Iranians Are Protesting Their Government By Posting Videos of Themselves Dancing
Maedeh Hojabri has become the face of the new resistance movement. Photo via Instagram
In May, Iranian authorities quietly arrested four women. Their crimes? Posting videos of themselves dancing on Instagram.
Modesty laws in Iran forbid women from dancing in public. Last week, one of the four women arrested for her videos, teenage Insta-star Maedeh Hojabri, made what many believed to be a forced confession on Iranian state TV, according to the BBC.
But the authorities' attempt at public shaming backfired: Since the confession aired, Hojabri has become the face of a new resistance movement.
Using hashtags like #مائده_هژیری, which roughly translates to #dancing_isn't_a_crime, people throughout the country and across the world have been posting videos of themselves dancing to show just what they think of these modesty laws.
Some activists have gone to public spaces like parks to take videos of themselves dancing outdoors.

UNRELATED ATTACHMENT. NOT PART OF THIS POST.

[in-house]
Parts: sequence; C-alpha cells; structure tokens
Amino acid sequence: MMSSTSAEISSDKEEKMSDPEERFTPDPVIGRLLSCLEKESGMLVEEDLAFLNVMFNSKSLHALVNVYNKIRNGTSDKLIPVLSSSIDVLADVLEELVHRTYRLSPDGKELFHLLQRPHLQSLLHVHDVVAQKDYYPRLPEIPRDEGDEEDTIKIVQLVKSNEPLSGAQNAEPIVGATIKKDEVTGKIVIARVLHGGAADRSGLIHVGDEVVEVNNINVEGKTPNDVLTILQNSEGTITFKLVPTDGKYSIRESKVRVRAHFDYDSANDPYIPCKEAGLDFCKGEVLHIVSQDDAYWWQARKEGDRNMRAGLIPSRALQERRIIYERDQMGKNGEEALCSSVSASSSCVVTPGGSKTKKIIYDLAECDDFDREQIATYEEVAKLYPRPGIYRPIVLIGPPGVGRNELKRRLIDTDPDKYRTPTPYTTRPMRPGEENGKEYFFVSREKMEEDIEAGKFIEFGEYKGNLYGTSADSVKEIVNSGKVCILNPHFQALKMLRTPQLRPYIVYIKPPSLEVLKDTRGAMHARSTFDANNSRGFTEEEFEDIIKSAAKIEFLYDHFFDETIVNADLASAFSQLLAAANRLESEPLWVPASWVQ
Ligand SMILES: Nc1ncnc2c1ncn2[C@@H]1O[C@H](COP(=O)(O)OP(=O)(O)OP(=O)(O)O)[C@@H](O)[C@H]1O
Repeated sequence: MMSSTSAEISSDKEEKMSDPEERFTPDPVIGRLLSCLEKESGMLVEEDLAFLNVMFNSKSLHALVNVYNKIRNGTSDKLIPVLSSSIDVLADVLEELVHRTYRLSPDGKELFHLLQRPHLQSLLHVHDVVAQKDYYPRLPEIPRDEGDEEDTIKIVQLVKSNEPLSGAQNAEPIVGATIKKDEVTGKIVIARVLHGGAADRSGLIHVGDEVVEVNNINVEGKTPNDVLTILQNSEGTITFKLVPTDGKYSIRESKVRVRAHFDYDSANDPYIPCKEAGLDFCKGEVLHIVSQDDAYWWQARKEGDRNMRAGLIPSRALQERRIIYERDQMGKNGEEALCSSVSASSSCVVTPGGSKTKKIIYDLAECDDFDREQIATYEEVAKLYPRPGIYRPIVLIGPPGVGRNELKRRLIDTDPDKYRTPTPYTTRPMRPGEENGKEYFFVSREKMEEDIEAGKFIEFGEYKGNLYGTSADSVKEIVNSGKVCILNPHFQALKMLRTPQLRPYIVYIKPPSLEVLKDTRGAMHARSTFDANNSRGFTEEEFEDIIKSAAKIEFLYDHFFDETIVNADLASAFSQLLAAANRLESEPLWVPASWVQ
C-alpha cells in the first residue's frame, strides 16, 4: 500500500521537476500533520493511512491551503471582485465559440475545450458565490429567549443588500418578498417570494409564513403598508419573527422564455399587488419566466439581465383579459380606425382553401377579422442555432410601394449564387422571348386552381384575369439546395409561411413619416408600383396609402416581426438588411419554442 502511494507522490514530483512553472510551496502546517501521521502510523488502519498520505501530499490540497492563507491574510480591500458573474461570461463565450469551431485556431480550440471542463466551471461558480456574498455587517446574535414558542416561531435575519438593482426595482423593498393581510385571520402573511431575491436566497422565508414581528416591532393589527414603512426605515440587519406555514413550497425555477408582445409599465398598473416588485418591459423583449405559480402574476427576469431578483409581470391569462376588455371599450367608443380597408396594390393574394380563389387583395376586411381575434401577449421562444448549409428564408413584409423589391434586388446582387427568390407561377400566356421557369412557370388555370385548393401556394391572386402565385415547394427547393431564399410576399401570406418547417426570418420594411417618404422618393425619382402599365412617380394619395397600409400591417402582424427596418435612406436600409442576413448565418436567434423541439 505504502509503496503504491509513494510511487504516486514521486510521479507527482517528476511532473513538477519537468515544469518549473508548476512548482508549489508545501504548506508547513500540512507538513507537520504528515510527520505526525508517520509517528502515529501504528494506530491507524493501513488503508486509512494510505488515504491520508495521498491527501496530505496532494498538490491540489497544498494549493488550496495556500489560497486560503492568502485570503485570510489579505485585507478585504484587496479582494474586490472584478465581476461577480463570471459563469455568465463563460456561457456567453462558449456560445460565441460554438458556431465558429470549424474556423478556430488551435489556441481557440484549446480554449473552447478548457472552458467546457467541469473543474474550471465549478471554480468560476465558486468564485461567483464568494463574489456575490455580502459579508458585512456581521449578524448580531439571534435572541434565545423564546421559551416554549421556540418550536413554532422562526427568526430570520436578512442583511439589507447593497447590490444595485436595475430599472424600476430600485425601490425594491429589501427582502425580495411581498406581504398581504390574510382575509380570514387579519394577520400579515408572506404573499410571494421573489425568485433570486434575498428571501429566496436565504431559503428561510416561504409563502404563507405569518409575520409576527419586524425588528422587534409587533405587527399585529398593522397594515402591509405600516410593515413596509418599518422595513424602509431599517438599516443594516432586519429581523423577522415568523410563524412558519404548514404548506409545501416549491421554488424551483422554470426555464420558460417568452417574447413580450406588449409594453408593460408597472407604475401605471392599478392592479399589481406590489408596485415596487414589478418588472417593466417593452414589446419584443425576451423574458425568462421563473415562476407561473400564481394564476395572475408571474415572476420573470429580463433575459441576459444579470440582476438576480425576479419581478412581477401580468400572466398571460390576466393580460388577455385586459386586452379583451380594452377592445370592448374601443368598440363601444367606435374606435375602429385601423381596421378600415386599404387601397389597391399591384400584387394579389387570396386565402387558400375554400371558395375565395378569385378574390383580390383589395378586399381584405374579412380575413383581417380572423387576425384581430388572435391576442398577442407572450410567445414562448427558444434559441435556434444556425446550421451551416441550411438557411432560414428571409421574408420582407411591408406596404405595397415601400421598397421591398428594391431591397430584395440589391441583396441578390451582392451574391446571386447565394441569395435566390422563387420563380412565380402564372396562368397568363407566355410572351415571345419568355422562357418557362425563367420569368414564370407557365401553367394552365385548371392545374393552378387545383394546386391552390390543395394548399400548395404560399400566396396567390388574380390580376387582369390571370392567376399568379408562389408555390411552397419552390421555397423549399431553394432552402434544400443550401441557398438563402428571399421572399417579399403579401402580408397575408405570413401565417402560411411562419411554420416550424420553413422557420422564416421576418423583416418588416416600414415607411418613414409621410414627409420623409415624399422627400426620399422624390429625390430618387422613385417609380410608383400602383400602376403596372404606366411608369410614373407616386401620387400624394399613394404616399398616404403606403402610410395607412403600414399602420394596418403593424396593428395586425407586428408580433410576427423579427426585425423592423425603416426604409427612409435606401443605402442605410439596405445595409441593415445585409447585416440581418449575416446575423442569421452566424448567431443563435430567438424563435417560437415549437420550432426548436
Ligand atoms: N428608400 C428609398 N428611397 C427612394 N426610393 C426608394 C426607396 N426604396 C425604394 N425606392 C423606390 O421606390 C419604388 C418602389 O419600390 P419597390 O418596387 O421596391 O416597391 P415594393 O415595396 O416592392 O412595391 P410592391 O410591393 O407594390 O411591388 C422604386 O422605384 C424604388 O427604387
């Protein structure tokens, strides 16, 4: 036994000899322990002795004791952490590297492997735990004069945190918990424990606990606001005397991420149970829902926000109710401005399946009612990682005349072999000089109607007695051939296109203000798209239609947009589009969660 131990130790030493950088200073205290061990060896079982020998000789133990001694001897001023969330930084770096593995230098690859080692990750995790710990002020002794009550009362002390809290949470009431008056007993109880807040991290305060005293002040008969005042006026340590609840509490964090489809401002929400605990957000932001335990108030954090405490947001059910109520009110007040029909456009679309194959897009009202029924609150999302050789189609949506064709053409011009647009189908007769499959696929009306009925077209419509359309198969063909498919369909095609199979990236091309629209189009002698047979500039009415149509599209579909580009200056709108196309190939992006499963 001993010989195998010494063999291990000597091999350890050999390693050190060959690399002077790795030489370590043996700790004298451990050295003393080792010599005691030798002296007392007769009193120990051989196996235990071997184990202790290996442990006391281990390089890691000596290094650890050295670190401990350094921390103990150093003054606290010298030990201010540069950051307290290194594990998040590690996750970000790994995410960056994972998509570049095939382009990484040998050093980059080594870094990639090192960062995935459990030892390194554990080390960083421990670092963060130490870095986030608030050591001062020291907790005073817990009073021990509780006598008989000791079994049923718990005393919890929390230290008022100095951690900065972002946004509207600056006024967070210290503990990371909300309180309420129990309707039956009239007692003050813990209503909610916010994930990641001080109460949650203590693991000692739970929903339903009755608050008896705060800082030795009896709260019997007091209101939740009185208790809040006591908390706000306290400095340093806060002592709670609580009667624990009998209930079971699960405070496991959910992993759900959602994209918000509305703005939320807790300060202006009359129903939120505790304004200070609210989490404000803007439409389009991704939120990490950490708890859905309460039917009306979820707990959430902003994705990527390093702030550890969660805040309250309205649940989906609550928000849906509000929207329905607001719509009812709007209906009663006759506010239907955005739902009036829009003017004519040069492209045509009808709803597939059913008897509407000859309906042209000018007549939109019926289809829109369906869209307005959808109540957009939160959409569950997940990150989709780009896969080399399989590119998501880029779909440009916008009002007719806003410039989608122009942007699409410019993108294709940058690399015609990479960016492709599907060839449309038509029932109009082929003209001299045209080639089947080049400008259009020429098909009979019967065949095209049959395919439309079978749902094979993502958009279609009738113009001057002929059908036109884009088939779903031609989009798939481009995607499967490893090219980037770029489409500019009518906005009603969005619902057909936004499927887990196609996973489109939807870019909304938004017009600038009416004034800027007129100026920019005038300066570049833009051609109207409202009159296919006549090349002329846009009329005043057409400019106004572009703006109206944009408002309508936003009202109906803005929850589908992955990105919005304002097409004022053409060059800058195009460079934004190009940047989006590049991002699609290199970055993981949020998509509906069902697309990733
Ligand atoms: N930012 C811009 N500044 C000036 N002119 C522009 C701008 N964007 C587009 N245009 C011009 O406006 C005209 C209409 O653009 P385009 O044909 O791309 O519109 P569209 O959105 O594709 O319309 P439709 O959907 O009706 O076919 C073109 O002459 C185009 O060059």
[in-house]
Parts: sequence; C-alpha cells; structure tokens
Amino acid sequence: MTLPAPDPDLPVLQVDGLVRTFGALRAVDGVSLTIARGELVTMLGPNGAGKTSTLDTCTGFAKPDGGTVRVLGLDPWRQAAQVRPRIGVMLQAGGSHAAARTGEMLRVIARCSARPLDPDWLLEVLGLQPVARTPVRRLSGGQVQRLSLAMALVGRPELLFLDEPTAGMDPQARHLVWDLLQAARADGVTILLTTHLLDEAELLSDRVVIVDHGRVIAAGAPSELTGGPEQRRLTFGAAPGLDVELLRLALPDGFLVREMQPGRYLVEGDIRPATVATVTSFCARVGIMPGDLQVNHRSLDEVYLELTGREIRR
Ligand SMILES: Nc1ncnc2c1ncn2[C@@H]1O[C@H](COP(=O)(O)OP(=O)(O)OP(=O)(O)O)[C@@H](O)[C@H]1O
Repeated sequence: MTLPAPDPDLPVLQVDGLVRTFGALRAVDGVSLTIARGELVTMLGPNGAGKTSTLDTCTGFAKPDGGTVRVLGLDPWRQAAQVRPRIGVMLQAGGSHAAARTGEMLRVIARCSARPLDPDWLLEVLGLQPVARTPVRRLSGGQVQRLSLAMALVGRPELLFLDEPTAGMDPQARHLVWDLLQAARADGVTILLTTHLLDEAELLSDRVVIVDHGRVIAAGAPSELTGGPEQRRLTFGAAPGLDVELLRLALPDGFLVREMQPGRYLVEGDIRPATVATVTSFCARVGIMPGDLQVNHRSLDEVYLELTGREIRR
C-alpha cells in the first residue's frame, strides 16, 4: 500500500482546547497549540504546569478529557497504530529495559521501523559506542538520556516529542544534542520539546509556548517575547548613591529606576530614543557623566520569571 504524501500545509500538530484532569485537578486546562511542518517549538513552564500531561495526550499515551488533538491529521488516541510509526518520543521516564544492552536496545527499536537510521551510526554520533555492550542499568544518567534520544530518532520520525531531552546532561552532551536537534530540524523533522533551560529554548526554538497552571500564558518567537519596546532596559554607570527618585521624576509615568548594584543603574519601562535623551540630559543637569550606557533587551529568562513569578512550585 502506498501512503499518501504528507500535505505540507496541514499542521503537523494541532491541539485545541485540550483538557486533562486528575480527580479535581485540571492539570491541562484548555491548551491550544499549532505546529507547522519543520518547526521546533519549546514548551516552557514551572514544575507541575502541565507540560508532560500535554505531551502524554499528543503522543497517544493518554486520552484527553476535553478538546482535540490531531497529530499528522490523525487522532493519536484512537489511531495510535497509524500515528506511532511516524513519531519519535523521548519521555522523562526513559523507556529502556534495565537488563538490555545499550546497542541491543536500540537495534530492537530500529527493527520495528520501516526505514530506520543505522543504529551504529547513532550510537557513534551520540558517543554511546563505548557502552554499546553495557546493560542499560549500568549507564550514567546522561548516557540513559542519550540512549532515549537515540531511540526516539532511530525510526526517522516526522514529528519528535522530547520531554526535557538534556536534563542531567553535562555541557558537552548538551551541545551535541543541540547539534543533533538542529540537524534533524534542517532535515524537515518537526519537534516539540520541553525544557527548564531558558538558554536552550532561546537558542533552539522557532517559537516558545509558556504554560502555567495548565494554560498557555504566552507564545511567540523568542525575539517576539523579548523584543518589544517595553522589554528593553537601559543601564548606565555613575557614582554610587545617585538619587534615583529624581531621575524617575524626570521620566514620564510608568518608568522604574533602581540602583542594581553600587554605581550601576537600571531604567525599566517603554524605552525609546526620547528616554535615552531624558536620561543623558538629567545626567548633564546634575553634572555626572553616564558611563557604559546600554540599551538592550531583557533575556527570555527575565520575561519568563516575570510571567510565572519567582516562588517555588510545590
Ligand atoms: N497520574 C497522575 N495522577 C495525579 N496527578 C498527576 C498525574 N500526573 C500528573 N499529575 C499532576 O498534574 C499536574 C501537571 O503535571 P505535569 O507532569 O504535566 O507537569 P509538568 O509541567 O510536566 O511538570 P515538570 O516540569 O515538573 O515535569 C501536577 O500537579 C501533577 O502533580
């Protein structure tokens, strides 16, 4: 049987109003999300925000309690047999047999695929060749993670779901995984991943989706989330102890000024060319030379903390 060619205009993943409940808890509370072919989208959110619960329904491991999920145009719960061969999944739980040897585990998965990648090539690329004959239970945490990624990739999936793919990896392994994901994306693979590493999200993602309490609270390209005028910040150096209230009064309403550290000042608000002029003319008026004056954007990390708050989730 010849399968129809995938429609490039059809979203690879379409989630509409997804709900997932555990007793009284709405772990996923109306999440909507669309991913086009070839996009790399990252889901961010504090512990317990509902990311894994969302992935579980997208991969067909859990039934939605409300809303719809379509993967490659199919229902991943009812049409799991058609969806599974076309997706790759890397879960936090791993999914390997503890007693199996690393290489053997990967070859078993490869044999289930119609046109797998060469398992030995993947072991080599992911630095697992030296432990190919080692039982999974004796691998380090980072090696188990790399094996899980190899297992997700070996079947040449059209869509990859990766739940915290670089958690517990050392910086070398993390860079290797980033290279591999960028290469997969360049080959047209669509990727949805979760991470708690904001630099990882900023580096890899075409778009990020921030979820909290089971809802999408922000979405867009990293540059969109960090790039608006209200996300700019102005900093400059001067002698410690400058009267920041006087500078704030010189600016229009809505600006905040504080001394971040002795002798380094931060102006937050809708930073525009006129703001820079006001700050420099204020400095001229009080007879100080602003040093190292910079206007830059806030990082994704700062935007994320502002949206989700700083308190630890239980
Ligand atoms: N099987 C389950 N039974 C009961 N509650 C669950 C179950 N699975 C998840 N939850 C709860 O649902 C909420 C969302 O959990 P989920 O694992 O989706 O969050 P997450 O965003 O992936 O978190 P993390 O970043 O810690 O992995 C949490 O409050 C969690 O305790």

Not all are quite as bold. Several videos have the dancer's face obscured.
People of all ages are getting in on the action, sharing whatever dance means to them.
Men have also shared their support—no matter their skill or comfort level with dancing.
In London, the staff of Amnesty International made their own video to spread the word.
Gizmodo reports that Hojabri and the three other women have been released on bail for now. It is unclear what sentences they face. In 2014, six Iranian girls received a year in prison and 91 lashes for posting a video of themselves dancing to Pharrell Williams' "Happy."
Instagram remains one of the only Western social media platforms still allowed in the country. According to The New York Times, hardliners are arguing that videos like Hojabri's prove that it should be blocked. Clearly, the public does not agree.
Frederic Franklin in Valerie Bettis' A Streetcar Named Desire (1952). Photo courtesy DM Archives
In the June 1974 issue of Dance Magazine, our cover subject was the endlessly charming Frederic Franklin, then 60 years old. After declaring at the age of 4 that he was "going to be in the theater," the Liverpool-born dancer spent a lifetime doing exactly that.